The National Consumer Protection Technical Resource Center: The Center of Service & Information for SMPs
The types of schemes that can and are being perpetrated against the health care system are as complex as the system itself. Common fraud schemes include efforts to fraudulently obtain and use a person’s Medicare number as well as scams that target Medicare services and plans. “Scam artists have treated Medicare like an automated teller machine, drawing money out of the government’s account with little fear of getting caught,” said former Sen. Norm Coleman of Minnesota.
Medicare fraud is defined as knowingly and willfully executing, or attempting to execute, a scheme or ploy to defraud the Medicare program or obtaining information by means of false pretenses, deception, or misrepresentation in order to receive inappropriate payment from the Medicare program.
Medicare abuse is defined as incidents or practices of providers that are inconsistent with accepted sound medical, business, or fiscal practices. These practices result in unnecessary costs to the program, improper payments, payment for services that fail to meet professionally recognized standards of care, or conducting procedures that are medically unnecessary.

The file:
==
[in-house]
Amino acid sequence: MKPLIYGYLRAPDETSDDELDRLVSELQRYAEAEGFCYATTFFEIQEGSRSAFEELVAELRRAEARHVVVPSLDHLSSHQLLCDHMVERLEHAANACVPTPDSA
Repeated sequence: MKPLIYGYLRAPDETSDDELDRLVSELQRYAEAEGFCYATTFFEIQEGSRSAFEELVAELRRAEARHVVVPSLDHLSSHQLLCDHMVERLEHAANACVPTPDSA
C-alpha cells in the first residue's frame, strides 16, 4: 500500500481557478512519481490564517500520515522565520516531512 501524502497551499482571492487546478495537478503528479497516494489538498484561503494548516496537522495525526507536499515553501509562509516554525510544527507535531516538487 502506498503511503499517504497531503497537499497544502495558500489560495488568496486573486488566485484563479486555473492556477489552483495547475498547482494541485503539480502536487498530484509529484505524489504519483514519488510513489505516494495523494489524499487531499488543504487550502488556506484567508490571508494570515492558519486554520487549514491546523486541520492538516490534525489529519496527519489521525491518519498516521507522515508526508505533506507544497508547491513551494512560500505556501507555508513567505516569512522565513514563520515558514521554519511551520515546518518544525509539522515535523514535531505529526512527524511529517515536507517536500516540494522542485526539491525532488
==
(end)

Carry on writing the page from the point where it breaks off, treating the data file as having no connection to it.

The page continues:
Abuse involves improper payments where the provider has not knowingly and intentionally misrepresented the facts to obtain payment. Abuse still needs to be reported and corrected. Inappropriate practices that start as abuse, if unchecked, can evolve into fraud.
Click here for specific examples of Medicare abuse.
Errors & Other Situations That May Not Be Fraud
Providing and billing for health care services involves a lot of complicated steps, which may lead to errors or other situations that may not be fraud. Most Medicare payment errors are simply mistakes and are not the result of physicians, providers, or suppliers trying to take advantage of the Medicare system. Also, people often have trouble understanding their bills.
Click here for examples of errors and other situations that may not be fraud.
How SMPs Help
SMPs play a unique role in the fight against fraud, abuse, and errors. They help beneficiaries when they are unable to resolve concerns on their own. Volunteers and staff also serve as “eyes and ears” in their communities, helping to uncover potential problems.
Because of their training and experience, SMP staff and volunteers have more insight than the average Medicare consumer into the issues of fraud, abuse, and error. SMPs also have a formal relationship with Medicare Program Integrity Contractors for the Centers for Medicare & Medicaid Services (CMS). SMPs are able to quickly and efficiently refer beneficiary complaints of potential fraud and abuse directly to these contractors for investigation and resolution.
To find the SMP in your state, click here.
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